The Williams team have been experiencing something of a revival under their new team boss James Vowles. Having finished the 2022 Formula One season last, the efforts of Alex Albon have seen the Grove based team score 21 points with six races to go – and they sit comfortably at the head of the four teams trailing the midfield.
Albon sits in P13 in the driver’s championship and has scored more than double the points of many driver below him yet the Williams charge in recent Grand Prix may be coming to a swift stop due to their second driver Logan Sargeant.
Sargeant ‘decent’ junior racer
Sargent was recruited by the previous team principal just prior to him announcing his departure from Williams and has proven to be the worst rookie of the year.
The American driver has crashed out of a number of sessions this year and his latest two shunts in Japan have resulted in a cumulative £3.2m bill for damage this year according to the Express.
Sergeant had a decent junior racing career and in Formula 3 he pushed Oscar Piastri all the way in the championship battle. He ended his F2 year in fourth but had accumulated enough super license points ti race in F1 and Williams promoted him to replace Canadian Nicholas Latiffi.
German publication AMuS now reports that Williams have no spare parts for the remainder of the year in part due to Sergeants repeated incidents.
Williams now reusing old parts
“We are now using parts that have already been manufactured,” reveals Dave Robson the team’s performance director.
“That may mean we have to use old specifications for one part or another.”
This of course is bad news for Alex Albon who has found himself in Q3 and scoring points since the summer break. However, the run of flyaway races coming up are also part of the issue Williams is facing.
“The logistics and freight of how we get spare parts to the individual race tracks on this overseas tour is also more difficult,” says Robson.
Production capabilities 20 yrs old
However the parts shortage is not merely the fault of Sargeant reveals boss James Vowles.
“Our production facilities are at the same level as they were 20 years ago,” he said. “We currently only have two autoclaves running for carbon fibre parts.
There is no more capacity in the production facility back at Grove to solve the crisis and Vowles admits while there are other solutions they jeopardise the 2024 project.
“To refresh the inventory of parts to the latest specification, we would have to outsource orders. That takes time and three times as much money,” Vowles explained.
“I want that, but it’s better to put money into the cars for 2024 and 2025.”
Sargeant ‘making progress’
Following Sargeant’s crash in Japan qualifying the Williams team faced a chassis rebuild but had to use a spare chassis which is not allowed this saw Sargeant forced to start from the pit lane with a 10 second penalty for using a third car.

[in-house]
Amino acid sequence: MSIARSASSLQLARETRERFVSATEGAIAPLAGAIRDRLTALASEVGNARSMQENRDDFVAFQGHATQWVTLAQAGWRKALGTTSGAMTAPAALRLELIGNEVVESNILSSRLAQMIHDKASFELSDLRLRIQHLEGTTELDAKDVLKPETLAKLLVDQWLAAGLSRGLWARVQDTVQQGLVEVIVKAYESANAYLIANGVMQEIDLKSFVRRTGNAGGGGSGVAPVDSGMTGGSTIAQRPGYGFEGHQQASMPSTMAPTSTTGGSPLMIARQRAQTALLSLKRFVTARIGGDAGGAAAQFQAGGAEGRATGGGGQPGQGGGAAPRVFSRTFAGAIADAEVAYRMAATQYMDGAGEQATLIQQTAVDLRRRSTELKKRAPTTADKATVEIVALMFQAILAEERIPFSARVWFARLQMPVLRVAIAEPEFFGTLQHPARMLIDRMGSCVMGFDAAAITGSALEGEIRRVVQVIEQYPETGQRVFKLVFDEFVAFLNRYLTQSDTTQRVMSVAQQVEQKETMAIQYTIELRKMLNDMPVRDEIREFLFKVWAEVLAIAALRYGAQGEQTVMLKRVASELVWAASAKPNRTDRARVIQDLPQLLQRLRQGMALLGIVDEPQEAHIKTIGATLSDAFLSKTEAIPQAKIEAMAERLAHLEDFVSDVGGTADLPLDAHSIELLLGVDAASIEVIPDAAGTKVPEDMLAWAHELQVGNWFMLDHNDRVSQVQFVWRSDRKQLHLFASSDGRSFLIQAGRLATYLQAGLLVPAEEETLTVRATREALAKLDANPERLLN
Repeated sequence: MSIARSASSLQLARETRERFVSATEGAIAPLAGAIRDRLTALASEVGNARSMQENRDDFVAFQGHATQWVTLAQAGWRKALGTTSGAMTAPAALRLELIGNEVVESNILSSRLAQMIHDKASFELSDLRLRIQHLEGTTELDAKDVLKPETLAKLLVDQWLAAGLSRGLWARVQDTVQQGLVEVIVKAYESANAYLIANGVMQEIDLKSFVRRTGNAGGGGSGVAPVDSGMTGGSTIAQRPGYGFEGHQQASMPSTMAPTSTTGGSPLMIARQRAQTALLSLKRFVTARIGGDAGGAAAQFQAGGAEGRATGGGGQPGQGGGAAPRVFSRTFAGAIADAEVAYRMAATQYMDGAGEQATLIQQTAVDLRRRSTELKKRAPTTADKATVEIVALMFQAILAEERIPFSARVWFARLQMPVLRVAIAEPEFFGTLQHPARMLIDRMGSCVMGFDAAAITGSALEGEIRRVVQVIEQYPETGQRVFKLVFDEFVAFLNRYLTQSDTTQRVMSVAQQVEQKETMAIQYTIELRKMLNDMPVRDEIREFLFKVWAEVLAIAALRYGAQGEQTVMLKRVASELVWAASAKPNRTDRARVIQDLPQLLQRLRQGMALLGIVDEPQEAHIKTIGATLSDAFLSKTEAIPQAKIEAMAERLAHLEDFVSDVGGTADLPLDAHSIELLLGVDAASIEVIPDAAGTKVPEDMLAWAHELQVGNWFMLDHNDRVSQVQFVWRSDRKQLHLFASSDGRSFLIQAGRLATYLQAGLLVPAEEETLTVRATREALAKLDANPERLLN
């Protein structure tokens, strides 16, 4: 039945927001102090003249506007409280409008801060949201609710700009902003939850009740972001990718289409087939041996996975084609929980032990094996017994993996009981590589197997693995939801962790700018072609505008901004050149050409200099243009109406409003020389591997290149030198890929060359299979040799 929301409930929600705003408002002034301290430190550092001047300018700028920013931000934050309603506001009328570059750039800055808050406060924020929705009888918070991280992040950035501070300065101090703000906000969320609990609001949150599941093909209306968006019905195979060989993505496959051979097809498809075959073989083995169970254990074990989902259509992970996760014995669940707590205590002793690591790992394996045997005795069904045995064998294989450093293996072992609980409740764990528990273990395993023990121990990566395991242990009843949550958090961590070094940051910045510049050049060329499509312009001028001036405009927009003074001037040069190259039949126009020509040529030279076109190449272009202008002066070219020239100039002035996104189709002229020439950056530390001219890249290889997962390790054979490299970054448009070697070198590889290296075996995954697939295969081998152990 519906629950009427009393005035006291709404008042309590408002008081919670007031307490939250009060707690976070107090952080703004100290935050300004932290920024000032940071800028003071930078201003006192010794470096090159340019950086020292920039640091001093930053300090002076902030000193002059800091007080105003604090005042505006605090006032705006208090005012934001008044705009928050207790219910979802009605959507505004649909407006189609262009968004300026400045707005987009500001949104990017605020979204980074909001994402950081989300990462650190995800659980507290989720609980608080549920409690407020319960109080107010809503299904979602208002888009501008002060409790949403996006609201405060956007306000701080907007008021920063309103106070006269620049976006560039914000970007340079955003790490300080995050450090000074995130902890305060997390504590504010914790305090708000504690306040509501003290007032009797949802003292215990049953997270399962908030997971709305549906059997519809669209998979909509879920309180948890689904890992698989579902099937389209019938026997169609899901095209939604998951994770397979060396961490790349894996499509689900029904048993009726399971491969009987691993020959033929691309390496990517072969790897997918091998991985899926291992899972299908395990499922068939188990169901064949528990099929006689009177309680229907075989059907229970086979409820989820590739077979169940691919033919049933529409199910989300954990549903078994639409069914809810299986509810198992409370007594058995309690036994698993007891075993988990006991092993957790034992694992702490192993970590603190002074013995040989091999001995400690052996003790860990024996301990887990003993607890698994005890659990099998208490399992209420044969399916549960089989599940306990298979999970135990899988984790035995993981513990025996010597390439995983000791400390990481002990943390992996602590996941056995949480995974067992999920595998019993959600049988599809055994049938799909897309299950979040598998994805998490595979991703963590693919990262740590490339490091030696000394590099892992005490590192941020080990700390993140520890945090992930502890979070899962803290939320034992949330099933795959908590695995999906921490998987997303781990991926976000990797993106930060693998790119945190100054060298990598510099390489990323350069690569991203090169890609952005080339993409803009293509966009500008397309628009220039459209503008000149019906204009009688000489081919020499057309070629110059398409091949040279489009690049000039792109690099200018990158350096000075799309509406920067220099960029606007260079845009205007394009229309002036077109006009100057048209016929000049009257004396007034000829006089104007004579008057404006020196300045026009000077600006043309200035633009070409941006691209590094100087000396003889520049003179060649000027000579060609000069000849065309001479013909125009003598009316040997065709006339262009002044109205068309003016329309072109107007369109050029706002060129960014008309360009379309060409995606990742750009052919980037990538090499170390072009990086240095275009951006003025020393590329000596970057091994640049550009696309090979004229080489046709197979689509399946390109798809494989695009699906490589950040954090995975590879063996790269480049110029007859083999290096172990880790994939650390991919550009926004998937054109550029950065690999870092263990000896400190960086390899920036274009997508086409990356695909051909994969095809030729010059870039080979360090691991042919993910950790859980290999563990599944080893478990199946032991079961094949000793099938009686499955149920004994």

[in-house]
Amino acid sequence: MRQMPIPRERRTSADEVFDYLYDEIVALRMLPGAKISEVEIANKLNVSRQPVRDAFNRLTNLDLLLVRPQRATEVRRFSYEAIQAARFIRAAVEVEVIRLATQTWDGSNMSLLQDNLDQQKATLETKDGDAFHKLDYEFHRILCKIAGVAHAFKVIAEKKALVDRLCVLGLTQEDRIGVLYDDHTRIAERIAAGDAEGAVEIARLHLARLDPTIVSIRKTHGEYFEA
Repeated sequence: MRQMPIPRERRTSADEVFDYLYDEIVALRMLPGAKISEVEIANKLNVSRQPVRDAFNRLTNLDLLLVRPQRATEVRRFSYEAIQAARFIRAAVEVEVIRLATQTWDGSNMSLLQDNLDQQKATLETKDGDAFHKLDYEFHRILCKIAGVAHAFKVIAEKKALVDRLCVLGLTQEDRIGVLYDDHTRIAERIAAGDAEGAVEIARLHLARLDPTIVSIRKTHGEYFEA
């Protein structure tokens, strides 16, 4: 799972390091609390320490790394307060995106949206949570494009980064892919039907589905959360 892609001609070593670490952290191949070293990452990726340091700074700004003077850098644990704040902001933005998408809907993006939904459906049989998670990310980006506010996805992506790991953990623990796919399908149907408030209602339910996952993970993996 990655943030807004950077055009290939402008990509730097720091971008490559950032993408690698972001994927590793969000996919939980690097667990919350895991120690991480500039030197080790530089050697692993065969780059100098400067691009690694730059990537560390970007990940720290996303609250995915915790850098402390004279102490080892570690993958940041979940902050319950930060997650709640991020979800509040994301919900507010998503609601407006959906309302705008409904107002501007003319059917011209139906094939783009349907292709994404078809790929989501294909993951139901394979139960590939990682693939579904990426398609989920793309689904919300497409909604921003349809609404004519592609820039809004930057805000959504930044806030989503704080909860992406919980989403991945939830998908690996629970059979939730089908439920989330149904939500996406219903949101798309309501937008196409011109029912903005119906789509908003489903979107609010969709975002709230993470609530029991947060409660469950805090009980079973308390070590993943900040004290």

During the race Logan hit the Alfa Romeo of Valtteri Bottas going into the hairpin and the resulting damage forced both drivers to retire from the Japanese Grand Prix.
Dave Roberts sought to head off the inevitable criticism from the media and suggested Sargeant’s crashes are in fact covering up his pace improvements.
“I guess inevitably, they catch the headlines, don’t they?,” Robson replied when asked by Motorsport.com about Sargeant’s crashes.
“I think it has kind of masked his steady performance and this weekend was actually going really well.
Vowles defends Williams rookie
Team boss James Vowles has defended his rookie driver throughout the year claiming, “Logan deserves this,” when questioned whether the American would see out the season.
“It’s his first year in Formula 1. Others had two years and had accidents in the second season too. Formula 1 is a difficult business for rookies,” added Vowles.
“They can hardly prepare for it and have to learn on the front line.”
Of course the ‘others’ Vowles refers to in particular refers to another driver who cost his team a fortune due to crashes – Mick Schumacher.
Schumacher in same mould
Haas team boss Gunther Steiner was scathing about his driver’s errors writing about a huge smash Schumacher had in Monaco.
“It happened on the fucking in-lap!”
“On the in-lap! Sure, it was very wet out there on the track, but nobody else managed to write off a car while they were driving back to the pits.”
The Monaco incident is believed to have been the final straw for Steiner and despite Mick scoring points twice later in the season he was dropped for 2023.
Sargeant to be dropped
“It’s just fucking ridiculous. How many people could we employ with $700,000? And I have to now find that money,” Steiner concluded.
It would seem The Express’ report’s estimate of the damage done by Sargeant may be on the light side but to be fair to Vowles and his team they have not resorted to publicly lambasting their driver as did Haas last year.
Its almost certain that the Floridian will be dropped by Williams for 2023 but the new super rookie on the block, Liam Lawson, has ruled himself out of taking the role as he wants to “concentrate” on his Red Bull duties which include being their reserve driver.
“Rift between Mercedes drivers” reported
Back in the heady summer of 2021 when Lewis was clawing his way back into the title fight with Max Verstappen that would ultimately go down to the wire, the last round of talks with Mercedes were ongoing to extend Hamilton’s contract.
Lewis went public explaining how he preferred a different team mate to George Russell and the latest row between the two from Japan is “irretrievable” according to one F1 manager.
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